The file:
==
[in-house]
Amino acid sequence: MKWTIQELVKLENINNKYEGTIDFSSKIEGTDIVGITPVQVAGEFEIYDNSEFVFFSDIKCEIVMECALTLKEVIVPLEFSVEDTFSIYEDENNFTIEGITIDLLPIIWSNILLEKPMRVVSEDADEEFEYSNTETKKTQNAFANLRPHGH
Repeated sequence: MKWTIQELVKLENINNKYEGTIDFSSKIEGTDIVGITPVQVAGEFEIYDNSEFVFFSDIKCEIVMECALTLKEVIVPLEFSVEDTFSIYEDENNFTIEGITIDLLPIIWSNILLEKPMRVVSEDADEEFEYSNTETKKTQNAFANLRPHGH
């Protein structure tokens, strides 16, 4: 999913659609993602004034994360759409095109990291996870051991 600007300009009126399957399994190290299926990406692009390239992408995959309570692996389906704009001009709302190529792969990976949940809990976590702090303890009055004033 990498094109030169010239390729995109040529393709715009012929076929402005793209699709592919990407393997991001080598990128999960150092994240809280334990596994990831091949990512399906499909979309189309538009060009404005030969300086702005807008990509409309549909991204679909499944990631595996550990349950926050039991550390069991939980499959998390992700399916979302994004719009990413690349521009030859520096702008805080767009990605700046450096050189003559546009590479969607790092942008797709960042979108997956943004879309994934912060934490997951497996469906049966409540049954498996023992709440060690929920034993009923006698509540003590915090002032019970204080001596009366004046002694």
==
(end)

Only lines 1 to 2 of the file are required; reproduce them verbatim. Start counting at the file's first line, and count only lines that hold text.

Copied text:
[in-house]
Amino acid sequence: MKWTIQELVKLENINNKYEGTIDFSSKIEGTDIVGITPVQVAGEFEIYDNSEFVFFSDIKCEIVMECALTLKEVIVPLEFSVEDTFSIYEDENNFTIEGITIDLLPIIWSNILLEKPMRVVSEDADEEFEYSNTETKKTQNAFANLRPHGH